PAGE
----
Skip to main content

In March 1930, Moore wrote to the English critic George Saintsbury:

The loss of your friend, Lord Balfour, must be a great one to you; for even we who knew him only as a personage, will remember his death with lasting regret. In his relations with America he was so exceedingly kind, chivalrous, and hopeful. But I myself knowing less than I ought to know about government, found it pleasant to know that Lord Balfour played a good game of tennis.

Later that year, Moore noticed a Christie's sale announcement in the Illustrated London News. In her notebook, she sketched one of a pair of Louis XV candelabra, "the property of the late Lord Balfour," pictured in the advertisement. When she sent the finished poem to her brother, Moore wrote:

Lord Balfour had a pair o' these candelabra which were sold last year at Christie's with his other things. Each swan has a gold saw-toothed collar and chain and both feet are planted on a tree.

A year later, Moore read in the New York Times Magazine an article by Percy Philip, "Versailles Reborn: A Moonlight Drama." This piece was prompted by the restoration of Versailles sponsored by the Rockefeller Foundation. Philip wrote his "drama" in a fanciful vein, pretending that the statues on the grounds protested the dullness of Versailles without the court of the Kings Louis. Moore clipped one of the accompanying pictures and wrote above it the caption from another which showed the defunct fountains, "There is no water so still as the dead fountains of Versailles."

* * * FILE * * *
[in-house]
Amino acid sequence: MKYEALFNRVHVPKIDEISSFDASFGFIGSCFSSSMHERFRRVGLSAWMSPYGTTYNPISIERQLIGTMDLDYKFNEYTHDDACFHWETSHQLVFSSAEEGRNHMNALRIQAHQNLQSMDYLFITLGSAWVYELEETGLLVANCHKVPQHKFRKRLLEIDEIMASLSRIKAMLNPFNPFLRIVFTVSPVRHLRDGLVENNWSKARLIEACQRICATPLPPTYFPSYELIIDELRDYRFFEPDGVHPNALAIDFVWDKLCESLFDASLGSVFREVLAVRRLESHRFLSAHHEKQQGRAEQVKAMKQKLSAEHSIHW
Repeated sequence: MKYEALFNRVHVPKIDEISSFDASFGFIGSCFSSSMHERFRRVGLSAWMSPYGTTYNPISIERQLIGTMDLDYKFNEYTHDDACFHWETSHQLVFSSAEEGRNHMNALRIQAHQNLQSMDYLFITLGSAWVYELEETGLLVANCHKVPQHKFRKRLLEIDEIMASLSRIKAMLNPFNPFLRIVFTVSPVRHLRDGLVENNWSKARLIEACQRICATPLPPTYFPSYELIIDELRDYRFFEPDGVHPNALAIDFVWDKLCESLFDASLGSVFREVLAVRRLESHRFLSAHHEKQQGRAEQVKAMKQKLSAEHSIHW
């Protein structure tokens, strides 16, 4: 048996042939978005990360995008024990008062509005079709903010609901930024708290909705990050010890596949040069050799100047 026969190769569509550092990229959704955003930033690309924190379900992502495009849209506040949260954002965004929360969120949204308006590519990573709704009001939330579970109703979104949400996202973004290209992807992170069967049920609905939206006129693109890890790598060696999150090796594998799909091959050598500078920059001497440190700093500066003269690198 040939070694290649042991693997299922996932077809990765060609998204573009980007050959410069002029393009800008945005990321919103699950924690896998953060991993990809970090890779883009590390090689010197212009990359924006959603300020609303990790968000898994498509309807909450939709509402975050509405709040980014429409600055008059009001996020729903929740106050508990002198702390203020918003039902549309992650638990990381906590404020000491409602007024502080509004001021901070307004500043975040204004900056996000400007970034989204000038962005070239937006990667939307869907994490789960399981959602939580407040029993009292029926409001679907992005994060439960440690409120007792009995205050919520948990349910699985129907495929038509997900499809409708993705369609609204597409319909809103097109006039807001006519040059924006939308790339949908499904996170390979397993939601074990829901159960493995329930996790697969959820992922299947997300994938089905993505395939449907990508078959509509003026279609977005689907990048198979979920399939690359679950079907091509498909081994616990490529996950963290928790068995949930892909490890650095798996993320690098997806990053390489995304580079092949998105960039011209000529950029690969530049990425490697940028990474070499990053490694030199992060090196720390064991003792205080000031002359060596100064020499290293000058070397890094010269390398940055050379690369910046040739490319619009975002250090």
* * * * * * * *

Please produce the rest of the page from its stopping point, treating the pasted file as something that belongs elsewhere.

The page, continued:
A third element is present in the poem, one which ties in with the theme of "passing." In the same letter to her brother in which she sent the poem, Moore explains that she has written this poem for Poetry's twentieth anniversary number; her duty to finish it was compounded by the announcement that the magazine would probably cease publication in the spring. The impending passing of that magazine--which fortunately did not happen--would have been cause for sadness, particularly since its editor, Harriet Monroe, had welcomed Moore's work after The Dial ceased publication in 1929.

From Marianne Moore: Vision into Verse. Philadelphia: The Rosenbach Museum & Library, 1987. Copyright © 1987 by The Rosenbach Museum & Library.